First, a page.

Antitank obstacles became prominent during WWII and were often combined with natural defences such as rivers and embankments to slow down the advance of tanks. This would allow the defenders time to, bring up re-enforcements, strengthen the defences and call for fire support on the attacking tanks.
Cubes were typically constructed in rows 1 obstacle deep, although there are examples of cubes deployed in rows 2 deep. Whilst Pimples and Dragons Teeth, were often constructed in rows of 3 to 6 obstacles deep.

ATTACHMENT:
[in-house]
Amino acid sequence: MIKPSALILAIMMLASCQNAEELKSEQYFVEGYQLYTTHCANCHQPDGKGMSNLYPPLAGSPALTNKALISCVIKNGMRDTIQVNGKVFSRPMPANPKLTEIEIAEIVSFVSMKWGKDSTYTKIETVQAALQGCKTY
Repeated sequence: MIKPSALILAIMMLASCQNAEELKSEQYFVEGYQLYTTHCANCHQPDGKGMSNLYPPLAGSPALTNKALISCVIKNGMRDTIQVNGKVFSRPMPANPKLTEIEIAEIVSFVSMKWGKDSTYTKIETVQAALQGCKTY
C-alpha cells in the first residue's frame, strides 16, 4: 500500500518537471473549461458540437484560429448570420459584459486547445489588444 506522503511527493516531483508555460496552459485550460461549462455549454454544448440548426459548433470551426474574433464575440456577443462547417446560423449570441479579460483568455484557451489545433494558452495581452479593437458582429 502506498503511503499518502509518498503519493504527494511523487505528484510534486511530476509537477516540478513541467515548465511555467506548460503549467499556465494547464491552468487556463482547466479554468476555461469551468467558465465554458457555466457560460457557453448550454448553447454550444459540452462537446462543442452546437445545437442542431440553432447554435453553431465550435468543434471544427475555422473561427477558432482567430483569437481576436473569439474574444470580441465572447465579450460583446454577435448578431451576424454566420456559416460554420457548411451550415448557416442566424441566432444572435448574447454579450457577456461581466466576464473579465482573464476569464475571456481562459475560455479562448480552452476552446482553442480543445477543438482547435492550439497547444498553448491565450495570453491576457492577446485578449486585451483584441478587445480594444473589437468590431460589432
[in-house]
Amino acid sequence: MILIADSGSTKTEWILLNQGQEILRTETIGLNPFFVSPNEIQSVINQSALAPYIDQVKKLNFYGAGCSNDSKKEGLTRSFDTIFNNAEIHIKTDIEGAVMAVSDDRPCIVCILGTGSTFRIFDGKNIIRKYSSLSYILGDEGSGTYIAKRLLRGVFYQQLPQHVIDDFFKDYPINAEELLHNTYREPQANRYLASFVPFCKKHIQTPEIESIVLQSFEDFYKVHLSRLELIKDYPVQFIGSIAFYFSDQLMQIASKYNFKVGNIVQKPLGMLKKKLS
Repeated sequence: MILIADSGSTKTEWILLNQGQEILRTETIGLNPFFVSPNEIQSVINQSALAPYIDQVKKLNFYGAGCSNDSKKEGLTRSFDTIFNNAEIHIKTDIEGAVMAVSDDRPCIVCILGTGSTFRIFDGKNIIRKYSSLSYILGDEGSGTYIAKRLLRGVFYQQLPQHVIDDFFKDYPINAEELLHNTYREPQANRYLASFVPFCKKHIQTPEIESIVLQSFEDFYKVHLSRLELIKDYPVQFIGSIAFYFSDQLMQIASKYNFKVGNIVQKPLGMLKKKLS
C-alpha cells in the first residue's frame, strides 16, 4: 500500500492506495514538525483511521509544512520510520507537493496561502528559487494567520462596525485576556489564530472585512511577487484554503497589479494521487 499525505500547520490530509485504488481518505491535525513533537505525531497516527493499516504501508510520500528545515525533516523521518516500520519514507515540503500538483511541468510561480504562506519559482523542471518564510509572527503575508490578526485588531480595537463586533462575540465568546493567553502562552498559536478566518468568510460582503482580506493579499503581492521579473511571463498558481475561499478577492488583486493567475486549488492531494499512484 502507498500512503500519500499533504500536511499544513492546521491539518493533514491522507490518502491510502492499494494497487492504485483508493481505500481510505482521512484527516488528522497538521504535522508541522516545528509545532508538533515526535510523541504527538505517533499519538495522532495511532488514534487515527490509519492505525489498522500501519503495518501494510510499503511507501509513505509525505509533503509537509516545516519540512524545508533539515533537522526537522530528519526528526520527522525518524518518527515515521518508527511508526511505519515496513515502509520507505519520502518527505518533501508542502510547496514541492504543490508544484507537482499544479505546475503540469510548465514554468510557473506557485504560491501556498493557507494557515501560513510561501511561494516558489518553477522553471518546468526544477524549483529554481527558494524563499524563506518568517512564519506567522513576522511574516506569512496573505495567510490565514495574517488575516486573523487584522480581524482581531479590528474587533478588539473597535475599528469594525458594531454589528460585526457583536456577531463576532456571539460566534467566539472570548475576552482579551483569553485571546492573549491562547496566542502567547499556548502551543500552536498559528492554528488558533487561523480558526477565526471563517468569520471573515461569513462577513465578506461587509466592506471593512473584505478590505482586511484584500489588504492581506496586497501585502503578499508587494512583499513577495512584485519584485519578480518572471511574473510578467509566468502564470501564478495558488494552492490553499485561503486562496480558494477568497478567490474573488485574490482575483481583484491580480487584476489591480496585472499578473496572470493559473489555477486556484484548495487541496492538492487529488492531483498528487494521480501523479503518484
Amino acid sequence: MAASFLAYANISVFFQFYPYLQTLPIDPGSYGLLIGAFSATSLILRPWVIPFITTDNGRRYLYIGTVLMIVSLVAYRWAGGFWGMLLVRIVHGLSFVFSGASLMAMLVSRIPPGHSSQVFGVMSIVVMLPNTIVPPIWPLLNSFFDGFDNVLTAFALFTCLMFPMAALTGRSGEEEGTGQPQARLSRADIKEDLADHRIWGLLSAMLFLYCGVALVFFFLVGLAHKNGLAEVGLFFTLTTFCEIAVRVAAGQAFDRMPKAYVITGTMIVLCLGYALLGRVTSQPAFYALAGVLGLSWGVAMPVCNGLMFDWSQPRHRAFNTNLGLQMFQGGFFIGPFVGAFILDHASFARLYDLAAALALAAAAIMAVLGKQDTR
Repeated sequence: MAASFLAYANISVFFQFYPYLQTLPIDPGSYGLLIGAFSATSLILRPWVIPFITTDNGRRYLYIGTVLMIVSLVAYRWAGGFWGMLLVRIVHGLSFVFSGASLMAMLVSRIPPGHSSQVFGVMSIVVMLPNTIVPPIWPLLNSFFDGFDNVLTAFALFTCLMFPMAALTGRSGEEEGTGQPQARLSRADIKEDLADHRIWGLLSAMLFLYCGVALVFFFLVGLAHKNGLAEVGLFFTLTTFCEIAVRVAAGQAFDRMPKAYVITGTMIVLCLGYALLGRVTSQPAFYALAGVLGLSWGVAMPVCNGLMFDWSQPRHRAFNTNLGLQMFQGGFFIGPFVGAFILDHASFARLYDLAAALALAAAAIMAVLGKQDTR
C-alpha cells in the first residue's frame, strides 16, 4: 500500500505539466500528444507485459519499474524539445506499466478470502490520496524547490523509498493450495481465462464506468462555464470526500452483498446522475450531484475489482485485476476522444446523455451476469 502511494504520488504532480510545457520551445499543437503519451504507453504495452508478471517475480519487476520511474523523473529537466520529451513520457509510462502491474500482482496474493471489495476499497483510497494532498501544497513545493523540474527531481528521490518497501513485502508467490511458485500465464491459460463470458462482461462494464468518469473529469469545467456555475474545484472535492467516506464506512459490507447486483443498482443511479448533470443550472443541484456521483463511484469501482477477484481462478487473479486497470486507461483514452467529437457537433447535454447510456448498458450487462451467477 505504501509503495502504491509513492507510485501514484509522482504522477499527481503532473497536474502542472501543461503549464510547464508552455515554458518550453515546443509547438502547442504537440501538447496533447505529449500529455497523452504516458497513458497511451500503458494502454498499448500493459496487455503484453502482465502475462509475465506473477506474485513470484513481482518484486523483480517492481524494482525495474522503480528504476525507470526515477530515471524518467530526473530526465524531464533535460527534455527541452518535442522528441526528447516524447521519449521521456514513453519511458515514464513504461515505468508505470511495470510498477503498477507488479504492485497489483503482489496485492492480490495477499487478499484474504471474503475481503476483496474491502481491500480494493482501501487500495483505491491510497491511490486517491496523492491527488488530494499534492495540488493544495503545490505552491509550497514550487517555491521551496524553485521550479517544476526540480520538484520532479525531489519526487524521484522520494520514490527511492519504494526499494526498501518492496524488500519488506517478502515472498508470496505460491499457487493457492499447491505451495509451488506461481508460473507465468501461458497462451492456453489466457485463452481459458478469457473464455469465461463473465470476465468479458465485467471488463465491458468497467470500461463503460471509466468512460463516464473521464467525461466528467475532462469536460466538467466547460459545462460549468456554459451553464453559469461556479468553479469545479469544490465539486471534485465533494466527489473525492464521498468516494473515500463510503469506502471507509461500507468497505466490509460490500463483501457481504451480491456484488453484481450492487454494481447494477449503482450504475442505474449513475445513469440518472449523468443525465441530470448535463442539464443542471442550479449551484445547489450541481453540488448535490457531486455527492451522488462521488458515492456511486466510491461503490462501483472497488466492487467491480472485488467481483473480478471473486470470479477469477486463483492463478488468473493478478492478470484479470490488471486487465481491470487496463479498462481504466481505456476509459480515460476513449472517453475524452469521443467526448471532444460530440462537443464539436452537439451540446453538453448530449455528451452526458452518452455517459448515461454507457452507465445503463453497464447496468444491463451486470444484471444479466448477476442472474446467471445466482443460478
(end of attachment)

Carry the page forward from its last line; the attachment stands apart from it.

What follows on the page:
Pillboxes would often be located overlooking the obstacles, to fire on enemy engineers attempting to demolish the them. In addition, within the Dragons Teeth defences, the Germans built steel reinforced concrete and steel I beam ‘Gates’, which due to there size were difficult to breakthrough without heavy loss of life.
The models include both British and German designs. Such as British ‘Cubes’ and ‘Pimples’ and the spectacular German ‘Dragons Teeth’, as used in the Seigfried Line.